Young, Middle-aged Not Exempt from Strokes | The Spectrum

Young, Middle-aged Not Exempt from Strokes | The Spectrum

By: Lisa Larson,

For some, it manifests itself in the sudden inability to form words. Others describe a numb sensation in their lips or face. Still others may experience a drooping eyelid or weakness on one side of their body.

While seemingly minor changes, any of these scenarios could mean you're having a stroke and while such a medical emergency is tragic for anyone to endure, it is particularly surprising when it affects someone young.

Recent statistics shared by the United States Centers for Disease Control in articles by HealthDay and the Associated Press showed a 53 percent increase in strokes among males age 15 to 34 and a 17 percent increase among females of the same age. Men ages 35 to 44 saw a 47 percent increase and for women in that age group the increase was 36 percent.

While the numbers sound significant, Dr. Brett Christiansen, chairman of the stroke committee for Dixie Regional Medical Center in St. George, said those numbers may be misleading if taken out of context.

Stroke statistics from 1988 to 1994 showed the presence of strokes in men ages 25 to 35 was 0.5 percent, roughly 1 in 200 people, Christiansen said. The increased rate means now 1 in 150 men of that age experience strokes.

"The stats sound more exciting when 50 percent more are having it, but when they realize that's only a quarter of a person more per 200 people, it's not as scary," Christiansen said.

Still, any increase is something worth noting and theories abound as to the cause with some blaming the obesity epidemic and others citing awareness as a potential "cause."

"A good percentage, in my opinion, is we're just more aware of stroke," Christiansen said, adding that such awareness is a good thing.

In addition to the public's awareness, the medical world is more likely to run tests such as MRIs and heart echoes to diagnose and determine a cause when people come in with stroke symptoms, even if the symptoms have gone away.

Dr. Aarush Manchanda, cardiologist for Valley View Medical Center in Cedar City, said he has not personally seen a major increase in young people having strokes, possibly because of the small size of the hospital, but he thinks it is important to get the word out that strokes are not just an issue affecting the elderly and the results of a stroke can be long lasting.

"As a young person I'd rather have a heart attack than a stroke because it doesn't affect my lifestyle as much," Manchanda said.

With a heart attack, you either die or you don't but with stroke many don't recover very well, Christiansen said of what is now the fourth leading cause of death in the United States but the No. 1 cause of morbidity. "Once it happens you're stuck with a lot of bad results."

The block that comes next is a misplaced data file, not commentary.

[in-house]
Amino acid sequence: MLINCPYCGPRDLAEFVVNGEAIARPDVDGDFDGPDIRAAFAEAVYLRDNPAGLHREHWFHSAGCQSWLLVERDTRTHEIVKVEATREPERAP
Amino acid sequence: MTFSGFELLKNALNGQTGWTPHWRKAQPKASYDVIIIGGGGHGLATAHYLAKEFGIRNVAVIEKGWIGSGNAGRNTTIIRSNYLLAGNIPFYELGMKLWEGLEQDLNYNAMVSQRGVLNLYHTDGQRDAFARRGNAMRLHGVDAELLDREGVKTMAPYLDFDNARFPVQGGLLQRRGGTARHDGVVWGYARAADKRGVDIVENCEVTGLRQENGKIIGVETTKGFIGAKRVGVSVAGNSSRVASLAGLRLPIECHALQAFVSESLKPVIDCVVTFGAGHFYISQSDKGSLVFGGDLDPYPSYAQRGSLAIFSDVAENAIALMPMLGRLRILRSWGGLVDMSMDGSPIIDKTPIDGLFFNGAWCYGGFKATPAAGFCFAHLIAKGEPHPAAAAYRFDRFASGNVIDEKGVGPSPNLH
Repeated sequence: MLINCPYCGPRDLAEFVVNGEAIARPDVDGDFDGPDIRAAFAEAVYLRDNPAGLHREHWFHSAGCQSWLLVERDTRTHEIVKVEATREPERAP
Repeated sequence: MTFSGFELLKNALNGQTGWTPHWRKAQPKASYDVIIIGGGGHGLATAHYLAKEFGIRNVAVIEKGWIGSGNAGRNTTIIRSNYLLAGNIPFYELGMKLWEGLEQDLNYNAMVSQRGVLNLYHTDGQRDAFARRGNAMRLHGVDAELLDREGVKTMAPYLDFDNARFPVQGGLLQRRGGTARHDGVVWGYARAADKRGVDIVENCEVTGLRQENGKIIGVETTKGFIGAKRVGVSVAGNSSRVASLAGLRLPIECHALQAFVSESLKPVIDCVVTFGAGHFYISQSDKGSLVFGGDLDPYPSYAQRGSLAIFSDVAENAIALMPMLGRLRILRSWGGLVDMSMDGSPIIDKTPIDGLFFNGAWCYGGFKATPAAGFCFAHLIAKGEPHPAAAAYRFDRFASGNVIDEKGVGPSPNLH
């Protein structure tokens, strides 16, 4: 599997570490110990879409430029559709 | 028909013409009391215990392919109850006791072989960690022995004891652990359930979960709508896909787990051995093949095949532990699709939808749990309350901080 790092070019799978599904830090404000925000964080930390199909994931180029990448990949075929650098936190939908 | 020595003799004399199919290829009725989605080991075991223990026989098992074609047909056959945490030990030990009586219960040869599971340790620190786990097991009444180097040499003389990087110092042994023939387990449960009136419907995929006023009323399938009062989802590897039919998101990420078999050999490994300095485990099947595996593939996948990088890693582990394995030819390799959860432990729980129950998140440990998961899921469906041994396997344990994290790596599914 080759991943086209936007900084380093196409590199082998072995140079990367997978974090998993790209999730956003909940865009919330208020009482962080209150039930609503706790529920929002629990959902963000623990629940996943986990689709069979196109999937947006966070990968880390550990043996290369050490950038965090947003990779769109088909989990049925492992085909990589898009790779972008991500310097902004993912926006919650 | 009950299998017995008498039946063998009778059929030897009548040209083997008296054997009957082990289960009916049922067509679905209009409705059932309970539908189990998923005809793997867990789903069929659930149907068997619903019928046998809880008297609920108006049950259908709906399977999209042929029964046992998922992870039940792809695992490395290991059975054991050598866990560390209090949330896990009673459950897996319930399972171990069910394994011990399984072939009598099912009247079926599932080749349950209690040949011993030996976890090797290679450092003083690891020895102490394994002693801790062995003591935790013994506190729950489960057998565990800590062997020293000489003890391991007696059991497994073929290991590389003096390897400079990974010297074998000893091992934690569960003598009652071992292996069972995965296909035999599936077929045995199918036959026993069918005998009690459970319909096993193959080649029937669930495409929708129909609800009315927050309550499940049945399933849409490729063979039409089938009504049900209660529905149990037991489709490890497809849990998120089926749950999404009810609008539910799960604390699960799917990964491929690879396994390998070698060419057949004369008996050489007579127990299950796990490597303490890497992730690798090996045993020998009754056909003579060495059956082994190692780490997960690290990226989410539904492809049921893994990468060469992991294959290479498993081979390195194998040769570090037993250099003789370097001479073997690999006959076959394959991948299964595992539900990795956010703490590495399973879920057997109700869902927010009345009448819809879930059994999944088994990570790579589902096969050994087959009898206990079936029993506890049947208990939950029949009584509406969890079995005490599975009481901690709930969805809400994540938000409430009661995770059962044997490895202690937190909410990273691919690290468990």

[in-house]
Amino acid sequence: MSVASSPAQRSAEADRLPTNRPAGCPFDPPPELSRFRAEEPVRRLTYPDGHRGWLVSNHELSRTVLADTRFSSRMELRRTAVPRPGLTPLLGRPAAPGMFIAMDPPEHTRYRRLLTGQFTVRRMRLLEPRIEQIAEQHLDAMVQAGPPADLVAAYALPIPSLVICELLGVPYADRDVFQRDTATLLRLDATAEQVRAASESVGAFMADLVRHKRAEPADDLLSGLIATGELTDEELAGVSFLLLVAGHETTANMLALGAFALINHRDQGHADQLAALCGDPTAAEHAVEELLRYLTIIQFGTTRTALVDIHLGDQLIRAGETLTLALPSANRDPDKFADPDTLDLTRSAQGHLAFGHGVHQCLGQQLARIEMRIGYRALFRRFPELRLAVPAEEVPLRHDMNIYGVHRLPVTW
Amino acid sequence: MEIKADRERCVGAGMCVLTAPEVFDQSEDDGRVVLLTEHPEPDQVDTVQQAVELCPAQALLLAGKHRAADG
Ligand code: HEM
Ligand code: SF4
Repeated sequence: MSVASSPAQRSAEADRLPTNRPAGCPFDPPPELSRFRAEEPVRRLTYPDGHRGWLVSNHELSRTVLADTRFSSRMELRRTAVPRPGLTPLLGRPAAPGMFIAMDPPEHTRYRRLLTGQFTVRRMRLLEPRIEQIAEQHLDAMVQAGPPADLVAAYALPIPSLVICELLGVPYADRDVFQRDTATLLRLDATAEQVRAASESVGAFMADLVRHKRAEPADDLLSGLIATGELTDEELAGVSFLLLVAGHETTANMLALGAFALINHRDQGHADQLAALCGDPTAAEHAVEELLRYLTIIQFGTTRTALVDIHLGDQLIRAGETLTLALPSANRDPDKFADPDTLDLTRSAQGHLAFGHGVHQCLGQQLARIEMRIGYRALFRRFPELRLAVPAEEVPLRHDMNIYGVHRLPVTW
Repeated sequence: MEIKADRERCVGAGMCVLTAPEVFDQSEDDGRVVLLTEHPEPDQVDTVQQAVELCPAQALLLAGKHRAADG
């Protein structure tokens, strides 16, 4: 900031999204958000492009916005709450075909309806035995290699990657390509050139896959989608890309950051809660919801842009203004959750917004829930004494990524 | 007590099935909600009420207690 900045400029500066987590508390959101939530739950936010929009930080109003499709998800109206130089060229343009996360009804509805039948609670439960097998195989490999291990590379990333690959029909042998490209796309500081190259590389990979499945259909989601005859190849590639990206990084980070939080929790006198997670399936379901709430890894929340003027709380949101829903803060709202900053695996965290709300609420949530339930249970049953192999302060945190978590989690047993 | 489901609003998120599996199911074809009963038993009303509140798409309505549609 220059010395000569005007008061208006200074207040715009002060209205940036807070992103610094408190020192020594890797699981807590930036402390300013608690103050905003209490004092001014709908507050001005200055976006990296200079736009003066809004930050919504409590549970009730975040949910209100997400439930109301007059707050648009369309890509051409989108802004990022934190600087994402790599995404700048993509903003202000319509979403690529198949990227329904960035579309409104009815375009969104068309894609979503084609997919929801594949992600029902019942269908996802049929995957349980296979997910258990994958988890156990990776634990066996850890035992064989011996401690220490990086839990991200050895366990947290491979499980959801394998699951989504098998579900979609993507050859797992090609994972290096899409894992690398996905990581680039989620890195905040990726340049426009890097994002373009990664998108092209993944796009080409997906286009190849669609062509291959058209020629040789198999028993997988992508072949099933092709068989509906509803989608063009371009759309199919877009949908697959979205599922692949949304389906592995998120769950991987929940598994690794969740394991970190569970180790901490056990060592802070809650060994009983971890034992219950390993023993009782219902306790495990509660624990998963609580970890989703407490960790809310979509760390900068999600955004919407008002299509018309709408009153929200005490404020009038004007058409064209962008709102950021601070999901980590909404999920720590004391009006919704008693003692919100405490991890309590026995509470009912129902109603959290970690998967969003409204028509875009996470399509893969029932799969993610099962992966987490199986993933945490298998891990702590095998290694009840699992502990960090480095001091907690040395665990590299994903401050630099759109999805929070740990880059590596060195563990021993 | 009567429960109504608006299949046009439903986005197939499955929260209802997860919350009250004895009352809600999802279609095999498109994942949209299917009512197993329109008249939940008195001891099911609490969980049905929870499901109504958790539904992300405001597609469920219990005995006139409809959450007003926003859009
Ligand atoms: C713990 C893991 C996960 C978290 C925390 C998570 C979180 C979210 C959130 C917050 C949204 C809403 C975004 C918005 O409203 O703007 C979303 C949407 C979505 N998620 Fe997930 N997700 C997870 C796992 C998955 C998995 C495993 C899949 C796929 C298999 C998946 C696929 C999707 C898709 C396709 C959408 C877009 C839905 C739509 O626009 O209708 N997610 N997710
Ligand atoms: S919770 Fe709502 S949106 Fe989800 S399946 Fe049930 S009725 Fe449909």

Knowing the cause of a stroke is a key to determining how to prevent another one. This is important even if symptoms dissipate after a day or so as happens after a Transient ischemic attack, a mini stroke that can be a pre-curser to a full-fledged stroke.

In patients under age 45, one of the more common causes of stroke is a hole in the heart known as a Patent Foramen Ovale. The foramen ovale occurs naturally in infants but closes in the majority of people by age two. When it persists beyond infancy it is called a PFO and allows blood to move from the right side of the heart to the left side and up into the brain. If a clot is present it can pass through the heart and into the brain causing a stroke.

PFO is present in roughly 1 out of every 5 adults, though they may not be aware of it, Manchanda said. Usually PFO does not cause a problem, but when it is combined with other risk factors for stroke such as IV drug use, a combination of smoking and some birth control methods or hematological disorders, the risk of stroke increases.

Other risks include high cholesterol, high blood pressure, diabetes and obesity.

Stroke prevention methods include exercise and a healthy diet as well as regular doctor visits. Those known to be at risk for ischemic stroke may be advised to take aspirin regularly to reduce the risk of blood clots but people should check with their doctor before starting such a treatment, Manchanda said.

Smoking cessation as well as alcohol moderation, weight loss and keeping diabetes under tight control are other keys to prevention, Christiansen said.

Both Manchanda and Christiansen said anyone, regardless of age, who is experiencing stroke symptoms should seek medical attention.

For more information stroke statistics, symptoms and prevention, log onto

Warning Signs Of Stroke

If you or anyone you know experiences the following, seek medical attention immediately.

  • Sudden numbness or weakness of the face, arm or leg, especially on one side of the body.
  • Sudden confusion, trouble speaking or understanding.
  • Sudden trouble seeing in one or both eyes.
  • Sudden trouble walking, dizziness, loss of balance or coordination.
  • Sudden, severe headache with no known cause.

Source: American Stroke Association.

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